The 2016 Inventory for Prince George County and the City of Hopewell was generated using on-screen, digitizing techniques in ArcGIS® - ArcMap v10.2.2 while viewing conditions observed in Bing high resolution oblique imagery, Google Earth, and 2013 imagery from the Virginia Base Mapping Program (VBMP). Four GIS shapefiles are developed. The first describes land use and bank conditions (PrinceGeorge_Hopewell _lubc_2016). The second portrays the presence of beaches (PrinceGeorge_Hopewell_beaches_2016). The third reports shoreline structures that are described as arcs or lines (e.g riprap) (PrinceGeorge_Hopewell _sstru_2016). The final shapefile includes all structures that are represented as points (e.g. piers ...


Shoreline Evolution: Prince George County, Virginia Upper Chippokes Creek, James And Appomattox River Shorelines, Donna A. Milligan, Christine Wilcox, C. Scott Hardaway Jr. Aug 2016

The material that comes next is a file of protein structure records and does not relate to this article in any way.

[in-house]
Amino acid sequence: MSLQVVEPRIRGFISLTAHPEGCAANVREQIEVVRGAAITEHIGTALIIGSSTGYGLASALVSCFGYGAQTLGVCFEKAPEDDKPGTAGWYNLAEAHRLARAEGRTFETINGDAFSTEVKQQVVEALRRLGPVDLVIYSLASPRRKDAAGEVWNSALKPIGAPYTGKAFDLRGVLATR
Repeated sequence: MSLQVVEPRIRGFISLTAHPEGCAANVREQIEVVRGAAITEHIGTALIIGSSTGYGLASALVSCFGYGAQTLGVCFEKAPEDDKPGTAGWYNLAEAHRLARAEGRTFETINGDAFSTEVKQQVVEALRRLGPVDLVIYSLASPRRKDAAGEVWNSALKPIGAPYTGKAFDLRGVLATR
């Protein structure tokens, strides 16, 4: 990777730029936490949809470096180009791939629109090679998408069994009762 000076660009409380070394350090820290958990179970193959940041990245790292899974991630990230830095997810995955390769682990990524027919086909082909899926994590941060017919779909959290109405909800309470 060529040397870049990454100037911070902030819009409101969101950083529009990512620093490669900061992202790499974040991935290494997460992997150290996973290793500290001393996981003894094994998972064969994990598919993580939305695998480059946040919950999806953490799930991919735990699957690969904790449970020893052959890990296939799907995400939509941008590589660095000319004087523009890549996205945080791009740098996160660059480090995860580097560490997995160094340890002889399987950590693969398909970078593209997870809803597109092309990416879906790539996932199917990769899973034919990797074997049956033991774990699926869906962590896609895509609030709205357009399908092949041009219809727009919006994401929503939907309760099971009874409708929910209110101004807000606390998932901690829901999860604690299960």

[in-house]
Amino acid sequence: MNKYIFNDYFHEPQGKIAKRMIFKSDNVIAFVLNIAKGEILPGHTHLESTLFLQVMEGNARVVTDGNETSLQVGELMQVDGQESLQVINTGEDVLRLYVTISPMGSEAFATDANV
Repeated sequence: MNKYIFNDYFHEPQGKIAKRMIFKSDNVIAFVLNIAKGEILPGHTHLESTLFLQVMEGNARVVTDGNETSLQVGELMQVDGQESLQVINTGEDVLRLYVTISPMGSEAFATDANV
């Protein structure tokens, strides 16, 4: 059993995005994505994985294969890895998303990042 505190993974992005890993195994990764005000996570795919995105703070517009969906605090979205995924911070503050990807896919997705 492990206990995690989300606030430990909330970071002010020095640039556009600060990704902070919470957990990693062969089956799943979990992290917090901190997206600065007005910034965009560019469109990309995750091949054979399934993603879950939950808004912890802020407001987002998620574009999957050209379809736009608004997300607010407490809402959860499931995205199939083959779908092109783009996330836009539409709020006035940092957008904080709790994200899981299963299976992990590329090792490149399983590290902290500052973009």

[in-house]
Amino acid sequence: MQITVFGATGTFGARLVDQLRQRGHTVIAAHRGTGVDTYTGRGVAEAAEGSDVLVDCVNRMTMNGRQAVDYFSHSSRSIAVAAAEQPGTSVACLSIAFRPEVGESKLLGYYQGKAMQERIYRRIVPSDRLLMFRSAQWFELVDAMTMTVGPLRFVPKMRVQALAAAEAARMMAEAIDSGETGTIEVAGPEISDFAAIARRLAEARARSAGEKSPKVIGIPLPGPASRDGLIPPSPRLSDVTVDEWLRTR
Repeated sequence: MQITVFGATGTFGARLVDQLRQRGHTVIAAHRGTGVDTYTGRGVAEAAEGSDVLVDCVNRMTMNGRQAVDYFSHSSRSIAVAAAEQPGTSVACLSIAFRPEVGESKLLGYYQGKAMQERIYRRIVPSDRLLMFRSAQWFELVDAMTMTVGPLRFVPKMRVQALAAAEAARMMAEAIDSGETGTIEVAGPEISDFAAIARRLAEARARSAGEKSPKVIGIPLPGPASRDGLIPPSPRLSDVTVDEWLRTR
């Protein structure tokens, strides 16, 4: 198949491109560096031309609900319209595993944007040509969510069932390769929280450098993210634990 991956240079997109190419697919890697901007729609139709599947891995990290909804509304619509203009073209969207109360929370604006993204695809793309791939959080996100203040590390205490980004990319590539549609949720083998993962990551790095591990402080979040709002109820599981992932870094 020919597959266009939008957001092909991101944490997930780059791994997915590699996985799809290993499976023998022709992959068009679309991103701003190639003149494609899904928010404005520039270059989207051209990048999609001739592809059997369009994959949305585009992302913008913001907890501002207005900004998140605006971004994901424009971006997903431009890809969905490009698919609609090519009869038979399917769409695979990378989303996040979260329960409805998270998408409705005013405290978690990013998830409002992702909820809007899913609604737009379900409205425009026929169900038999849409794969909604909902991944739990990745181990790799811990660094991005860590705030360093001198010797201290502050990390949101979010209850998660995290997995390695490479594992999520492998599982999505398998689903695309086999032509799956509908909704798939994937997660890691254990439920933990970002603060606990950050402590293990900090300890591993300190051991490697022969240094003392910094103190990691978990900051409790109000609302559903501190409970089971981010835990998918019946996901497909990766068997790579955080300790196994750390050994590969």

Shoreline Evolution: Prince George County, Virginia Upper Chippokes Creek, James And Appomattox River Shorelines, Donna A. Milligan, Christine Wilcox, C. Scott Hardaway Jr.

Reports

Prince George County is situated between on the James River between Upper Chippokes Creek and the Appomattox Rivers (Figure 1). Because the County’s shoreline is continually changing, determining where the shoreline was in the past, how far and how fast it is moving, and what factors drive shoreline change will help define where the shoreline will be going in the future. These rates and patterns of shore change along Chesapeake Bay’s estuarine shores will differ through time as winds, waves, tides and currents shape and modify coastlines by eroding, transporting and depositing sediments.